PRIVACY Forum Archive Document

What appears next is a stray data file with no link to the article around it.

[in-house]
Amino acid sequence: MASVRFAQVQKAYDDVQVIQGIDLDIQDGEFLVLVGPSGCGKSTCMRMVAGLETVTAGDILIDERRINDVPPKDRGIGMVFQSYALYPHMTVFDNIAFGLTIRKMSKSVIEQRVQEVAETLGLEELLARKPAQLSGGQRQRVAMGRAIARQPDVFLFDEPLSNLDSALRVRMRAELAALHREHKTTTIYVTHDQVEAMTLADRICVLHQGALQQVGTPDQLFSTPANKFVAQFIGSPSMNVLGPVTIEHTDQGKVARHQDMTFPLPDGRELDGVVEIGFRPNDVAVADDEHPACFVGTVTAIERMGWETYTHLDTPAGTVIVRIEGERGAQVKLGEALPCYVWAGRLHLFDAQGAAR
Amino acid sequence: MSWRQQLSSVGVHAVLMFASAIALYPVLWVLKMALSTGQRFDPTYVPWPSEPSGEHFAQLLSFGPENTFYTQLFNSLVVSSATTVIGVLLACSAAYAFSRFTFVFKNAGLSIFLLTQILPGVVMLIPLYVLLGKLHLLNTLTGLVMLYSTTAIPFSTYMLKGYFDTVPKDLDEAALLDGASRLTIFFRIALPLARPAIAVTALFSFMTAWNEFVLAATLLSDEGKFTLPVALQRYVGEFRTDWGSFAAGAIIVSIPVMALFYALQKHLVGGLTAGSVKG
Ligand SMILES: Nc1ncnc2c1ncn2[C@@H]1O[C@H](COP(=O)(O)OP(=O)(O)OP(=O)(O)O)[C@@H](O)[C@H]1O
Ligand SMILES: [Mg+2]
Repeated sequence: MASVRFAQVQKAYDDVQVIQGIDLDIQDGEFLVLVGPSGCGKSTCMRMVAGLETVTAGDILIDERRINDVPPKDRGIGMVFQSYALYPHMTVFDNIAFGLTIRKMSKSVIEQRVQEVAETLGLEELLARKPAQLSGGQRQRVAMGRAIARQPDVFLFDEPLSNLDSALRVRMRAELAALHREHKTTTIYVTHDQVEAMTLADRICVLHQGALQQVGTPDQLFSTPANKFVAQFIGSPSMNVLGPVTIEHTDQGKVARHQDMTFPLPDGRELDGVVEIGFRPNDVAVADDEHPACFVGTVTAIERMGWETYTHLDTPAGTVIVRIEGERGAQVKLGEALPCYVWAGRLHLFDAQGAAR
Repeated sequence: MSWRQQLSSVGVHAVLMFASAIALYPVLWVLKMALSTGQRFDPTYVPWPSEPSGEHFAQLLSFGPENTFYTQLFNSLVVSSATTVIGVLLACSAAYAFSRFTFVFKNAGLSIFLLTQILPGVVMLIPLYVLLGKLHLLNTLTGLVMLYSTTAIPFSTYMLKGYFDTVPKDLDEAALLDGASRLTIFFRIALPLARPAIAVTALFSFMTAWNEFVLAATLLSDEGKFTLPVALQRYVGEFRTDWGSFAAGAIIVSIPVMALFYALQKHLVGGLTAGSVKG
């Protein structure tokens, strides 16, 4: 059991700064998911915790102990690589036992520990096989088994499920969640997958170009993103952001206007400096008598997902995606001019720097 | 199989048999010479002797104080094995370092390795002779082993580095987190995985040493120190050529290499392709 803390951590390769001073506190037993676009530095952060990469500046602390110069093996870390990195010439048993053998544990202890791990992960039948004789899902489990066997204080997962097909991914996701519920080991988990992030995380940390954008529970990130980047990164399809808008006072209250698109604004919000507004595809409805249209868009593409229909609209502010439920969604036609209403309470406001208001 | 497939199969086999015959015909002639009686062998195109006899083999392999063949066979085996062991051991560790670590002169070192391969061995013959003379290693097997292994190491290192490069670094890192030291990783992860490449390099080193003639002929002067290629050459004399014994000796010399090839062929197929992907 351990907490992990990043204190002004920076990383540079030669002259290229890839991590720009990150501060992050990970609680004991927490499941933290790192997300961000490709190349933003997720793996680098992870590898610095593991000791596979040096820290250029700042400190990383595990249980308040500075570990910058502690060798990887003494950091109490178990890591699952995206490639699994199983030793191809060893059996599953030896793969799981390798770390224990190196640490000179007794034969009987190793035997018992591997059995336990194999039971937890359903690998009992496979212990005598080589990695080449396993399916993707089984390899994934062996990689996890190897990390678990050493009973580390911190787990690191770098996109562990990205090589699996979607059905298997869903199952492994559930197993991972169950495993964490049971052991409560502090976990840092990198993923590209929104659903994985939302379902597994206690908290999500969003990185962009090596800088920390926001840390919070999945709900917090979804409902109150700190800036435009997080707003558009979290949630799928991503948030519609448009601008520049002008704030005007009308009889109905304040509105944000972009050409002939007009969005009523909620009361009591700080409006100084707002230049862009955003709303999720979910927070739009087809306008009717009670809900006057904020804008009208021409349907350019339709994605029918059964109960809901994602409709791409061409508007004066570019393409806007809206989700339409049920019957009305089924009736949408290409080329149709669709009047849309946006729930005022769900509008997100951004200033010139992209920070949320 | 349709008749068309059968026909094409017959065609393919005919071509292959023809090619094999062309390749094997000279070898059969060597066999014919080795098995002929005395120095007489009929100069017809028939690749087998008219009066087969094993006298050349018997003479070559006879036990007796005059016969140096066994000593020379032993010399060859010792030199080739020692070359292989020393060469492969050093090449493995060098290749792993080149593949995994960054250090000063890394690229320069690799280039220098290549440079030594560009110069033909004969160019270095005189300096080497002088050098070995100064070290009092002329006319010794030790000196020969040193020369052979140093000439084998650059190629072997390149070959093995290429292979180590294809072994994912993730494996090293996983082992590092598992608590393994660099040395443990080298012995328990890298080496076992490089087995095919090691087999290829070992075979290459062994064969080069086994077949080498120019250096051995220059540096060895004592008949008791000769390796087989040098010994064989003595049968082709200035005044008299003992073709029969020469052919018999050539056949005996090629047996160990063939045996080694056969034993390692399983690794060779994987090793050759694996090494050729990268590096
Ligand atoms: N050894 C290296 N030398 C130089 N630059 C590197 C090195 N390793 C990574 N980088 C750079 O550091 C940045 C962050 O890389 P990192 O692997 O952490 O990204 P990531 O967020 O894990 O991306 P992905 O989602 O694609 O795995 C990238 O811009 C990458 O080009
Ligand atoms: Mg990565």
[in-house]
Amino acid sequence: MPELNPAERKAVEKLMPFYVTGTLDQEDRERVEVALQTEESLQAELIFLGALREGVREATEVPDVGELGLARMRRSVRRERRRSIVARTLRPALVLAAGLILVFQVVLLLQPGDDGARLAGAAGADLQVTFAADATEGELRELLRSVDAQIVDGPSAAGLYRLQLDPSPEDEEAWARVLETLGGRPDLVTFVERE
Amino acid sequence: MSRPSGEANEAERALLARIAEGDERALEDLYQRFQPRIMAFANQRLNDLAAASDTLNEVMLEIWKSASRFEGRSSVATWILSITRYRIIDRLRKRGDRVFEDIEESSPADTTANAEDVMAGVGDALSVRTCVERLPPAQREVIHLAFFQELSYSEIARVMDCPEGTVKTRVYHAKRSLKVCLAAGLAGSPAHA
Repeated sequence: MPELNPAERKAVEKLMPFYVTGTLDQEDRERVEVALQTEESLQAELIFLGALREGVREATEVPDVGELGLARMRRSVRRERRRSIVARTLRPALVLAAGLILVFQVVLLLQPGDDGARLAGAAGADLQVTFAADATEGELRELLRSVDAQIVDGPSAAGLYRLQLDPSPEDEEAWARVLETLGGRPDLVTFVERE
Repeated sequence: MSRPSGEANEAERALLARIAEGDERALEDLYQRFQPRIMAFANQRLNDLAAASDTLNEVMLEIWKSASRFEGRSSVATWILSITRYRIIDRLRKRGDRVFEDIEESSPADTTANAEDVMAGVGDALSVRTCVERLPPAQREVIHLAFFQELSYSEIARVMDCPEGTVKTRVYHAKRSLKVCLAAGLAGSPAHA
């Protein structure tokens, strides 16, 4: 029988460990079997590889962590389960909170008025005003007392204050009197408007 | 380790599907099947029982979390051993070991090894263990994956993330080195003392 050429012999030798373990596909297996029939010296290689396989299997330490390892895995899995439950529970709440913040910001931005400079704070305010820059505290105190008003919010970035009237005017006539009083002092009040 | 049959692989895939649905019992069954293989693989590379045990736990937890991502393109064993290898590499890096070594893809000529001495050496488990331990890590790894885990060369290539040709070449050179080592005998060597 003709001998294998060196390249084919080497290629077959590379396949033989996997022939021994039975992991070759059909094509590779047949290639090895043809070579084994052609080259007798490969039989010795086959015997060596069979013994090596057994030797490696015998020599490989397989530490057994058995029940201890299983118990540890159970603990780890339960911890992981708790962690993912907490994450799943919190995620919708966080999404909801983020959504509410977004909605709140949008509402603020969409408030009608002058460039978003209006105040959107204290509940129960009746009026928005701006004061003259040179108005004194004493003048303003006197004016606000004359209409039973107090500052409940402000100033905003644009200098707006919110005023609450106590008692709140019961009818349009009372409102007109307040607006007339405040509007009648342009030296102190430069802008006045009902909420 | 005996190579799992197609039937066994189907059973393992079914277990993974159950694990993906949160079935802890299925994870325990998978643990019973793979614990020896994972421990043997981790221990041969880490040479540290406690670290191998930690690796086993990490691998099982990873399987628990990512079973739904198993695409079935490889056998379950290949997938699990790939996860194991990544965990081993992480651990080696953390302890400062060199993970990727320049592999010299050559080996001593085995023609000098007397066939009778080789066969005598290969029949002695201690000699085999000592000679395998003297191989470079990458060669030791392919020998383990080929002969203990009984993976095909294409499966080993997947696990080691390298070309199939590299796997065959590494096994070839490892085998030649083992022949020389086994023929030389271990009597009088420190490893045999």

PRIVACY Forum Digest Friday, 30 April 1993 Volume 02 : Issue 15 Moderated by Lauren Weinstein (firstname.lastname@example.org) Vortex Technology, Topanga, CA, U.S.A. ===== PRIVACY FORUM ===== The PRIVACY Forum digest is supported in part by the ACM Committee on Computers and Public Policy. CONTENTS Clipper Observations (Rick Pavek) Re: Clipper key announcement (Ken Beal) Clipper chip (Alan J. Rosenthal) Wiretap Chip and Key Escrow Abuses (Paul Ferguson) Letter on SSN and Health Care (Dave Banisar) Clinton Administration Freedom of Information Policy (Paul Hyland) *** Please include a RELEVANT "Subject:" line on all submissions! *** *** Submissions without them may be ignored! *** ----------------------------------------------------------------------------- The PRIVACY Forum is a moderated digest for the discussion and analysis of issues relating to the general topic of privacy (both personal and collective) in the "information age" of the 1990's and beyond. 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For information regarding the availability of this digest via FAX, please send an inquiry to firstname.lastname@example.org, call (310) 455-9300, or FAX to (310) 455-2364. ----------------------------------------------------------------------------- VOLUME 02, ISSUE 15 Quote for the day: "You will say you lose your freedom. Freedom is an illusion. All you lose is the emotion of pride." -- Colossus "Colossus: The Forbin Project"; 1970 ---------------------------------------------------------------------- Date: Thu, 22 Apr 1993 14:53:25 -0700 From: Rick Pavek <email@example.com> Subject: Clipper Observations Let's see if I can imagine a scenario... Drug dealer goes into an AT&T phone store and asks to see a cellular phone. Phone salesperson offers the new Clipper protected model. DD asks isn't this the new one that the government designed to be wiretapped? The salesman says "Yes". DD says "Let me see an unencrypted model..." First point, no one engaged in illegal conduct will knowingly purchase something designed to be wiretapped. Second, I imagine that there will be an aftermarket of products that will add layers of encryption to the devices and make wiretapping again impossible. The most successful of these will be ones that are cheap. Third, will the NSA also be using these Clipper Chips? Will law enforcement officials that find a CIA operatative using one be able to decrypt his transmission, as well? Obviously, the agencies that are the most likely to use encryption will not subject themselves to such an easily defeated means. (One warrant and two keys to go, please!) What we need to listen for are rumors of "clipper style" encryption that can't be busted by normal means. Just a hunch, but I'll bet that the NSA and other clandestine organizations will be purchasing "modified" chips that don't include that "family key F" with their encrypted transmissions, or that will include bogus ones... I think the last thing the NSA wants is to be exposed to the observations of "normal law enforcement agencies". OK, just realized that the keys to certain chips could be denied to the search warrants if they were tagged "National Security", eh? Anyone with an insight into how the actual process/protection will be setup? Just a curious bloke: Rick Pavek Halcyon.com ------------------------------ Date: Fri, 23 Apr 93 16:28:46 EDT From: firstname.lastname@example.org (Ken Beal) Subject: Re: Clipper key announcement > From: email@example.com (Chuck Stern) [...] > Under the > current court, however, the exclusionary rule has been relaxed: if the police > were 'acting in good faith,' then the evidence obtained via an illegally or > improperly executed search warrant (for example) is admissable. While my input to this has little to do with the Clipper Chip per se (although I completely disagree with it and hope people will alert Intergraph's lawyers), I'd like to take issue with the "good faith" ruling. >Anyone< can >say< that they're acting in good faith. Why should we expect that a police officer won't lie? Especially if it means busting that so-and-so that he's been after for months? Alternatively: if the cops can do it, then I can too. "Judge, I didn't realize it was illegal to [insert offence here]." etc. Our society has to realize that, badge or no badge, everyone's an individual. Everyone has their own ideas and ideals, their own form of greed to deal with, their own morality and their own vices. Giving a segment of the population free reign like this is, quite simply, frightening. -- Kenneth L. Beal, Jr. firstname.lastname@example.org ------------------------------ Date: Sat, 24 Apr 1993 13:03:46 -0400 From: Alan J Rosenthal <email@example.com> Subject: clipper chip I'm not really picking on a particular posting, so let me quote anonymously. A poster supposes that he has purchased another cryptography unit which is not breakable by the authorities, as well as purchasing a clipper chip: >so that I can of course communicate with other normal Clipper units, but >also so that a "casual eavesdropper" would detect nothing amiss on my line: >since I possess said Clipper unit, one of course expects my communications >to be encrypted. If the government holds true to its word ... >Without using the completed Clipper key, the authorities cannot distinguish a >data stream generated by my [secure] unit from a data stream generated by my >decidedly legal Clipper unit. I think that now would be a good time for all to re-read Ken Thompson's "Reflections on Trusting Trust", which was published as an ACM Turing Award lecture and appears in a collection book called "ACM Turing Award lectures: the first twenty years, 1966 to 1985", ACM Press, New York, 1987, 0897911830. Wouldn't it be cool if when you switched off the switch on your telephone which activates the clipper chip (so that you could use your other chip), the clipper chip listened in and tried to determine if you were using some other encryption method and if so, the next time you used the clipper chip, it integrated some evidence of this fact into the encrypted data stream? But that's kind of far out; hopefully others can come up with more plausible scenarios. But that's not what I came to talk about here today... The cryptographic algorithm could insert (and remove upon decrypting) a short literal sequence every specified number of bytes, or anything like that to prove that you were really using that algorithm to a "casual eavesdropper". If the algorithm is unpublished or if the published algorithm is somewhat abstract so that you can't do it yourself just from reading the article, there would be no way for a normal person to detect this. Of course the hypothetical non-clipper cryptography unit could be designed to contain this sequence as well, but only if the makers knew it was there. It is also possible for more sophisticated characteristics of the stream to indicate that it's really a clipper chip stream. One thing which comes to mind is bizarre distribution properties of the output bytes, assuming the encrypted stuff was digital, which it probably isn't, but heck this is just an example. For example, let's say that data is encoded so that bytes range only from 0-200 rather than 0-255. Now add 0 to the first byte, 1 to the next byte, and so on, up to adding 55, then add 0 to the subsequent byte, and so on. The resulting stream will never have a value less than (n mod 56) for the nth byte (zero-origin) nor a value greater than (n mod 56) + 200 for the nth byte. So the stream would be easily identifiable but still probably look normal if you didn't know what you were looking for. This is just an example and may be flawed because I don't know too much about cryptology but I think the principle is correct. In the absence of a published algorithm, we can't make ANY assumptions. It's also still possible that the code is easily broken, or that only one half of the key (i.e. from only one escrow agent) makes it become easily broken. Without knowing something about key distribution it's hard to say too much either; perhaps the keys are assigned in some pattern such that knowing the manufacturer and the year in which the equipment is manufactured gives you only a couple of possible values for one of the halves. Or, say, only a hundred possibilities, which still renders it feasible to try all of 'em. Someone else made a good point that it sure would simplify things to encode the serial number of the chip into its broadcast now and then so that the cops didn't have to enter your home to look at the serial numbers on your equipment. Wouldn't it save them a lot of time to encode the key instead? Unless I missed it, I haven't seen the DES concerns repeated yet. They should be. The concerns are that one has to be suspicious about the government promoting a particular cryptographic standard so heavily. People suspected the NSA of having some influence over the choice of encryption method for DES. And no one ever suggested that DES would have some legal status with respect to individuals. in solidarity, Alan "V guvax jr fubhyq cebzbgr ebg13 nf gur arj rapelcgvba fgnaqneq" Rosenthal ------------------------------ Date: Wed, 28 Apr 93 11:19:44 EDT From: firstname.lastname@example.org (Paul Ferguson) Subject: Wiretap Chip and Key Escrow Abuses I've been following the discussions on several newsgroups and mailing lists (RISKS, PRIVACY and Cypherpunks) concerning the Wiretap Chip (Clipper/Capstone) and the proposed key escrow system. Here's my $.02, as well. In RISK 14.55, <jim@RSA.COM> Jim Bidzos wrote - JB> Since Clipper, as currently defined, cannot be implemented in JB> software, what options are available to those who can benefit JB> from cryptography in software? Was a study of the impact on JB> these vendors or of the potential cost to the software industry JB> conducted? (Much of the use of cryptography by software JB> companies, particularly those in the entertainment industry, is JB> for the protection of their intellectual property. Using hardware JB> is not economically feasible for most of them.) Jim raises a valid concern. Although a hardware based system is ideal for voice encryption, the idea of registered key systems, where government and/or LE agencies have involvement, is not a popular one. The key escrow scheme in this proposal reeks of Big Brother. (As in, "Trust me. I'm from the government and I'm your friend.") In some circles, it is not even a consideration. Software encryption systems employed to protect intellectual and commercial data and electronic mail are much more flexible and desirable, especially when they are not governmentally proposed, imposed, designed and sanctioned by spook organizations such as the NSA. The real sore spot with the Clipper proposal is that private industry and citizenry were blind-sided by this entire process. The possibility that Uncle Sam will try to make this a de-facto standard and subsequently place restrictions on other forms of crypto (eg. software based) is real. Also in RISKS 14.55, <email@example.com> Bill Campbell wrotes - BC> There are dozens, perhaps hundreds, of commercial, criminal and BC> governmental entities with access to government resources who BC> would not hesitate for a moment to violate my rights if they BC> found it expedient to do so. These individuals and organizations BC> have demonstrated beyond question that they are not constrained BC> by legal or ethical considerations, and as has been suggested BC> in a number of other postings, the technology employed by Clipper BC> (including the dual escrow sham) will probably not even pose so BC> much as an inconvenience to a determined adversary. To suggest BC> otherwise is, at best, profoundly naive. I have a tendency to agree with Bill. In fact, California is currently embroiled in a scandal involving the release of confidential data (DMV addresses), by employees of the Anaheim Police Department, to third party interests. This is clearly in violation of their employer's policies, their own terms of employment, state criminal law, and civil law. What's to stop the same blatant, unethical breech of confidentiality with regards to the Clipper key escrow implementation? Nothing, that's what. In the future, information will be the most powerful possession and in the spirit of SNEAKERS, s/he who has control of and access to the information is the most powerful. Power corrupts, but absolute power corrupts absolutely. I think that Clipper offers maximum abuse in this scenario. Also in RISK 14.55, <firth@SEI.CMU.EDU> Robert Firth wrote - RF> You see, friends, if the Clipper becomes the normal, standard, or RF> accepted means of encryption, then *the use of any other encryption RF> scheme can of itself be considered "probable cause" for search and RF> seizure*. And thereby could be lost in the courts what was won at RF> such great cost. This is perhaps my greatest concern in all of the Clipper/Capstone hoopla. Personally, I don't have much faith in the law enforcment agencies to act responsibly. The Secret Service and FBI have, in the past, clearly demonstrated that do not grasp the scope of the problems technically challenging modern society. The Steve Jackson Games case is one instance that immediately springs to mind. Some parts of the country are demographically more at risk than others. For example, the criteria which may be deemed as "probable cause" for search and seizure in Jackson, Mississippi could very well be reason for the ACLU to file a suit against the LEA in New York City. Also in RISKS 14.55, <firstname.lastname@example.org> A. PADGETT PETERSON writes - PP> Like I said, both the government and corporate America need PP> Clipper, the designers are some of the best in the world, and PP> the administration has more to lose than we do. Given that, PP> Clipper will work as advertised. The only way that I can imagine the government actually needing Clipper is where Clipper is forced upon the country as the de-facto standard and other forms of cryptography are restricted. Uncle Sam tends to forget that what is desirable for the government, is not always acceptable to the public at large. Cynically, Paul Ferguson Network Integrator Centreville, Virginia USA email@example.com ------------------------------ Date: Thu, 29 Apr 1993 9:42:58 EST From: Dave Banisar <firstname.lastname@example.org> Subject: Letter on SSN and Health Care PRESS RELEASE April 26, 1993 Contact: Dave Banisar 202/544-9240 (tel) 202/547-5481 (fax) email@example.com (email) Experts Call for Medical Privacy Protection: Recommend that Social Security number be LEFT OFF Health ID Card Leading privacy experts have called on Hillary Rodham Clinton to establish privacy safeguards for medical identification cards. Mrs. Clinton chairs the Health Care Reform Task Force and is expected to release a report on the program in the next few weeks. The letter specifically asks Mrs. Clinton to avoid using the Social Security Number for patient record identification. "Now is the right time to develop an appropriate identification scheme. A poorly designed system will create privacy problems for many years to come." The letter says that the widespread use of the SSN has led to an increase in credit and banking fraud. "The harm that can be inflicted from the disclosure of a SSN to an unscrupulous individual is alarming and potentially ruinous." The signatories of the letter include the countries leading experts on privacy protection, computer security, information law, and technology and society. Among the signers are Janlori Goldman, head of the ACLU Privacy and Technology Project and Evan Hendricks of the US Privacy Council. Mr. Hendricks said, "The privacy problems with medical records are frightening. If you don't prohibit Social Security numbers, you're left with a miniaturized ticking bomb inside every health care card." The letter was signed by Professor Eric Roberts, Department of Computer Science, Stanford University; President, Computer Professionals for Social Responsibility (CPSR); Janlori Goldman, Director, ACLU Privacy and Technology Project; Evan Hendricks, Chair, US Privacy Council; Sheri Alpert, author, "Medical Records, Privacy and Health Care Reform"; Michael S. Baum, Chair, EDI and Information Technology Division, Section of Science and Technology, American Bar Association; Professor Mary J. Culnan, School of Business Administration, Georgetown University; Simon Davies, Director General, Privacy International; Jack Esbin, Secretary, ACM; Professor Oscar Gandy, Annenberg School for Communication, University of Pennsylvania; Marc Greidinger, plaintiff in Greidinger v. Davis; Chris Hibbert, Chair, CPSR Palo Alto Civil Liberties Working Group; Professor Lance Hoffman, Department of Electrical Engineering and Computer Science, George Washington University; Jim Horning, Systems Research Center, Palo Alto, Digital Equipment Corporation; Larry Hunter, Chair, CPSR/DC; Professor Gary Marx, Director, Center for the Social Study of Information Technology, University of Colorado; Peter G. Neumann, Principal Scientist, Computer Science Laboratory, SRI International; Amy Pearl, Member of Technical Staff, Sun Microsystems; Professor Henry H. Perritt, Jr., Villanova University School of Law; Professor Priscilla M. Regan, Department of Public and International Affairs, George Mason University; Virginia Rezmierski, Information Technology Division, University of Michigan; Professor Ron Rivest, Laboratory for Computer Science, MIT; Marc Rotenberg, Director, CPSR Washington office; Professor Rohan Samarajiva, National Regulatory Research Institute, Ohio State University; Barbara Simons, Chair, ACM Public Policy Committee; Robert Ellis Smith, Publisher, Privacy Journal; Professor George Trubow, John Marshall School of Law; A. Joe Turner; Fred W. Weingarten, Executive Director, Computing Research Associates; and, Paul Wolfson, staff attorney, Public Citizen Litigation Group. -------------------------------------------------- April 26, 1993 Mrs Hillary Rodham Clinton, Chairperson Health Care Reform Task Force The White House 1600 Pennsylvania Ave., NW Washington, DC 20550 Dear Mrs. Clinton, We are writing to you regarding privacy protection and the anticipated report of the Health Care Reform Task Force. There are many privacy issues in the management of medical records, but one issue we are specifically concerned about is the possible use of the Social Security Number as a patient identifier. It is our belief that the SSN should not be used for medical record identification and that an alternative identification scheme must be developed. Now is the right time to develop an appropriate identification scheme. A good plan will serve the goal of streamlining health care administration while avoiding the risk inherent in the use of the Social Security number. A poorly designed system will create privacy problems for many years to come. There are several reasons we believe the SSN should not be used as a patient identifier. First, the widespread use of the SSN has led to an increase in credit and banking fraud and invites many types of abuse. A recent decision from a federal appeals court said simply that "the harm that can be inflicted from the disclosure of a SSN to an unscrupulous individual is alarming and potentially financially ruinous." For this reason, the Social Security Administration has said that it opposes new uses of the SSN for record identification. Second, the use of the SSN increases the likelihood that medical information will be improperly disclosed to insurers, employers, and others. Direct marketing firms use the SSN to link discrete records about individuals. While it may be appropriate to collect the SSN for some purposes, there is no reason that it should be publicly disseminated. Third, section 7 of the Privacy Act of 1974 creates a presumption that the Social Security number should not be used for record-keeping purposes unrelated to Social Security and taxation. Congress recognized the dangers of widespread use of the SSN as a universal identifier. The Senate report stated that the widespread use of SSNs is "one of the most serious manifestations of privacy concerns in the Nation." Since passage of the Privacy Act, concern about SSN confidentiality and misuse has become even more compelling. Fourth, from a technical viewpoint, the SSN is not a good identifier. It is not unique, there are multiple users of a single SSN, and the absence of certain technical features makes it difficult to determine whether a random nine-digit number is in fact an SSN. The use of the current SSN as a patient identifier will likely lead to record misidentifications that could otherwise be avoided. Many organizations that provide comprehensive health services do not use the SSN as a patient identifier. For example, the Harvard Community Health Plan, with over half a million subscribers, uses a separate number for patient identification in its automated records system. The SSN is collected for administrative use but is not publicly disclosed. Also, when Canada confronted the issue of patient record identification several years ago, the province of Ontario decided not to use the Social Insurance Number, and instead to develop a separate Medical Identification Number. Ontario also passed legislation restricting the use of the MID for health care purposes. We believe that a similar approach, based on an identification scheme unique for medical records and supported by clear legal safeguards, should be pursued in the United States. The protection of privacy is a critical part of the delivery of quality health care services. Patients and health care providers both require the assurance of confidently so that accurate and complete information will be available for diagnosis and ongoing patient care. Absent clear safeguards for privacy protection, patients may not be forthcoming about potentially embarrassing but medically relevant facts which providers should know. For these reasons, privacy protection must be incorporated into the recommendations of the Health Care Reform Task Force. Identification schemes that diminish the confidentiality of patient records should be avoided. In spite of the superficial attractiveness of the SSN, we urge the Health Care Task Force to state clearly in the anticipated report that the Social Security Number should not be used as a patient identifier. We would be pleased to meet with those members of the Task Force that you have asked to examine privacy concerns, and also to work with you personally or any other members of your staff regarding the problems with the use of the SSN. Sincerely yours, Professor Eric Roberts, Department of Computer Science, Stanford University; President, Computer Professionals for Social Responsibility (CPSR) Janlori Goldman, Director, ACLU Privacy and Technology Project Evan Hendricks, Chair, US Privacy Council Sheri Alpert, author, "Medical Records, Privacy and Health Care Reform" Michael S. Baum, Chair, EDI and Information Technology Division, Section of Science and Technology, American Bar Association Professor Mary J. Culnan, School of Business Administration, Georgetown University Simon Davies, Director General, Privacy International Jack Esbin, Secretary, Association of Computing Machinists Professor Oscar Gandy, Annenberg School for Communication, University of Pennsylvania Marc Greidinger, plaintiff in Greidinger v. Davis Chris Hibbert, Chair, CPSR Palo Alto Civil Liberties Working Group Professor Lance Hoffman, Department of Electrical Engineering and Computer Science, George Washington University Jim Horning, Systems Research Center, Palo Alto, Digital Equipment Corporation Larry Hunter, Chair, CPSR/DC Professor Gary Marx, Director, Center for the Social Study of Information Technology, University of Colorado Peter G. Neumann, Principal Scientist, Computer Science Laboratory, SRI International Amy Pearl, Member of Technical Staff, Sun Microsystems Professor Henry H. Perritt, Jr., Villanova University School of Law Professor Priscilla M. Regan, Department of Public and International Affairs, George Mason University Virginia Rezmierski, Information Technology Division, University of Michigan Professor Ron Rivest, Laboratory for Computer Science, MIT Marc Rotenberg, Director, CPSR Washington office Professor Rohan Samarajiva, National Regulatory Research Institute, Ohio State University Barbara Simons, Chair, ACM Public Policy Committee Robert Ellis Smith, Publisher, Privacy Journal Professor George Trubow, John Marshall School of Law A. Joe Turner Fred W. Weingarten, Executive Director, Computing Research Associates Paul Wolfson, staff attorney, Public Citizen Litigation Group (Affiliations listed for identification purposes) cc: Ira Magaziner Dennis Steinhauer, NIST ------------------------------ Date: Fri, 30 Apr 1993 11:23:41 EDT From: Paul Hyland <firstname.lastname@example.org> Subject: Clinton Administration Freedom of Information Policy [ Original posting source: email@example.com in igc:alt.news-media -- MODERATOR ] White House Official Outlines Freedom of Information Strategy at 'Information Summit' To: National Desk, Media Writer Contact: Ellen Nelson of The Freedom Forum First Amendment Center, 615-321-9588 NASHVILLE, Tenn., April 13 -- A White House official today outlined a broad open government strategy for the Clinton administration, throwing support behind legislation to apply the Freedom of Information Act to electronic records. "At the Clinton White House, most of the debate over the E-mail system is about how we can interconnect it to public services rather than how we can destroy the records or tear out the hard drives before the subpoenas come to reach us," said John Podesta, assistant to the president and staff secretary. Podesta made his comments in front of 70 participants in the nation's first Freedom of Information Summit, sponsored by The Freedom Forum First Amendment Center at Vanderbilt University. Though the economy dominates the headlines, Podesta said the new administration was quietly working across a broad front to open government. His "predictions for the first year," included: -- Working with Sen. Patrick Leahy (D-Vermont) to win approval this session for a bill allowing access to dozens of electronic databases in the federal government. -- Developing an electronic mail system within the federal government to improve citizen participation in government. -- Making the government's archives available on the nation's "information highway," and appointing a national archivist "who cares more about preserving history than about preserving his job." --Creating a "mood of declassification" with new executive orders from the president outlining what government may keep secret. -- "Reinventing government" under initiatives developed by the fall by Vice President Gore to require more openness on the part of civil servants throughout the bureaucracy. Podesta also pledged lobbying reform and political reform to "get rid of the soft money in campaigns." The Freedom of Information Act may need strengthening in addition to electronic access, he said. Pinched by a dozen years of tight information policy, news organizations have sent President Clinton a freedom of information policy paper calling for wholesale personnel changes in FOIA-related jobs, junking the secrecy classifications of President Reagan's Executive Order 12356, overhauling the Freedom of Information Act and ending military censorship of war reporting. "People working on behalf of the public on more openness in government at all levels are heartened by the prospect of the White House taking the lead in this area," said Paul McMasters, executive director of The Freedom Forum First Amendment Center at Vanderbilt University. The conference, sponsored by The Freedom Forum First Amendment Center at Vanderbilt University, is focusing on issues ranging from the Clinton administration's policies on open government to restrictions on public access to crime, accident and disaster scenes. The conference, open to the public, is at the Stouffer Hotel in downtown Nashville. Speakers on the Clinton FOI Agenda included Richard Schmidt Jr., general counsel to the American Society of Newspaper Editors and partner in the law firm of Cohn & Marks in Washington, D.C.; Theresa Amato, the director of the FOI Clearinghouse in Washington, D.C. and staff counsel for Public Citizens Litigation Group in Washington, D.C.; and Quinlan Shea, former Carter administration official who discussed problems of access to government. Former American hostage Terry Anderson will give the keynote address at the dinner tonight. The Freedom Forum First Amendment Center at Vanderbilt University is an independent operating program of The Freedom Forum. The Center's mission is to foster a better public understanding of and appreciation for First Amendment rights and values, including freedom of religion, free speech and press, the right to petition government and peaceful assembly. The Freedom Forum is a nonpartisan, international organization dedicated to free press, free speech and free spirit for all people. It is supported entirely by an endowment established by Frank E. Gannett in 1935 that has grown to more than $700 million in diversified managed assets. Its headquarters is The Freedom Forum World Center in Arlington, Va. -30- -- Canada Remote Systems - Toronto, Ontario 416-629-7000/629-7044 ------------------------------ End of PRIVACY Forum Digest 02.15 ************************